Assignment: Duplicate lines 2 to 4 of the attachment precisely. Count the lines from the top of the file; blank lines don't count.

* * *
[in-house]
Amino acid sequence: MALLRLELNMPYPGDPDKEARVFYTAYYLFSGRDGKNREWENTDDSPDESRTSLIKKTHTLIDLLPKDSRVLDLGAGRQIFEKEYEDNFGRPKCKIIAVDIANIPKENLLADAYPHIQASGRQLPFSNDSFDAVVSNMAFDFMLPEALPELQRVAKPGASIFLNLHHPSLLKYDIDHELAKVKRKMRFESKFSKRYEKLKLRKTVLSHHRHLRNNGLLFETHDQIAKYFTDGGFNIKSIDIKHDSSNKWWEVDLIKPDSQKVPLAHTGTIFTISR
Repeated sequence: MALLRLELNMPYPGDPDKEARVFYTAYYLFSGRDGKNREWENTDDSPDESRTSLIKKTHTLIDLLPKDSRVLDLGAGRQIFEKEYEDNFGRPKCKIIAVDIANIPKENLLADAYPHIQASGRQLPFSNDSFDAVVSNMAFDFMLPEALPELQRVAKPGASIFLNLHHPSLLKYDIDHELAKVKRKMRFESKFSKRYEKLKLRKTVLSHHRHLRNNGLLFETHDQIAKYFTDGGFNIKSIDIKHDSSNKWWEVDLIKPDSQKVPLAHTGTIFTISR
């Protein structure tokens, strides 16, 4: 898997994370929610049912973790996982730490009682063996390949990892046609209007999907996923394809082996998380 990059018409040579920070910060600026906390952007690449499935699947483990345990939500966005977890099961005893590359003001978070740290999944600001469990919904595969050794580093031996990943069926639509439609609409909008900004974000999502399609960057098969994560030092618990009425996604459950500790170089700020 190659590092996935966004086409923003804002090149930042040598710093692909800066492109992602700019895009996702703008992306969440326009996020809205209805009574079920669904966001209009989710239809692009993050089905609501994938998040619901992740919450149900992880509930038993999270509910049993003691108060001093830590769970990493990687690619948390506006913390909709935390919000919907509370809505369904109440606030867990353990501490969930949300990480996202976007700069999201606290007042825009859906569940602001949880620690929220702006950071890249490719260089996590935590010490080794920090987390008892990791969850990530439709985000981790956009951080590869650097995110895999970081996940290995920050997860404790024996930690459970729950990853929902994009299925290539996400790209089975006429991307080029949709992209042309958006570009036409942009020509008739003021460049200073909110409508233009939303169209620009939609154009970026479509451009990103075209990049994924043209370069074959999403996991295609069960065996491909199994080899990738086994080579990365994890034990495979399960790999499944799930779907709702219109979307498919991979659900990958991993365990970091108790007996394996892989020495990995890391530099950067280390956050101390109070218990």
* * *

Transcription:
Amino acid sequence: MALLRLELNMPYPGDPDKEARVFYTAYYLFSGRDGKNREWENTDDSPDESRTSLIKKTHTLIDLLPKDSRVLDLGAGRQIFEKEYEDNFGRPKCKIIAVDIANIPKENLLADAYPHIQASGRQLPFSNDSFDAVVSNMAFDFMLPEALPELQRVAKPGASIFLNLHHPSLLKYDIDHELAKVKRKMRFESKFSKRYEKLKLRKTVLSHHRHLRNNGLLFETHDQIAKYFTDGGFNIKSIDIKHDSSNKWWEVDLIKPDSQKVPLAHTGTIFTISR
Repeated sequence: MALLRLELNMPYPGDPDKEARVFYTAYYLFSGRDGKNREWENTDDSPDESRTSLIKKTHTLIDLLPKDSRVLDLGAGRQIFEKEYEDNFGRPKCKIIAVDIANIPKENLLADAYPHIQASGRQLPFSNDSFDAVVSNMAFDFMLPEALPELQRVAKPGASIFLNLHHPSLLKYDIDHELAKVKRKMRFESKFSKRYEKLKLRKTVLSHHRHLRNNGLLFETHDQIAKYFTDGGFNIKSIDIKHDSSNKWWEVDLIKPDSQKVPLAHTGTIFTISR
């Protein structure tokens, strides 16, 4: 898997994370929610049912973790996982730490009682063996390949990892046609209007999907996923394809082996998380 990059018409040579920070910060600026906390952007690449499935699947483990345990939500966005977890099961005893590359003001978070740290999944600001469990919904595969050794580093031996990943069926639509439609609409909008900004974000999502399609960057098969994560030092618990009425996604459950500790170089700020 190659590092996935966004086409923003804002090149930042040598710093692909800066492109992602700019895009996702703008992306969440326009996020809205209805009574079920669904966001209009989710239809692009993050089905609501994938998040619901992740919450149900992880509930038993999270509910049993003691108060001093830590769970990493990687690619948390506006913390909709935390919000919907509370809505369904109440606030867990353990501490969930949300990480996202976007700069999201606290007042825009859906569940602001949880620690929220702006950071890249490719260089996590935590010490080794920090987390008892990791969850990530439709985000981790956009951080590869650097995110895999970081996940290995920050997860404790024996930690459970729950990853929902994009299925290539996400790209089975006429991307080029949709992209042309958006570009036409942009020509008739003021460049200073909110409508233009939303169209620009939609154009970026479509451009990103075209990049994924043209370069074959999403996991295609069960065996491909199994080899990738086994080579990365994890034990495979399960790999499944799930779907709702219109979307498919991979659900990958991993365990970091108790007996394996892989020495990995890391530099950067280390956050101390109070218990």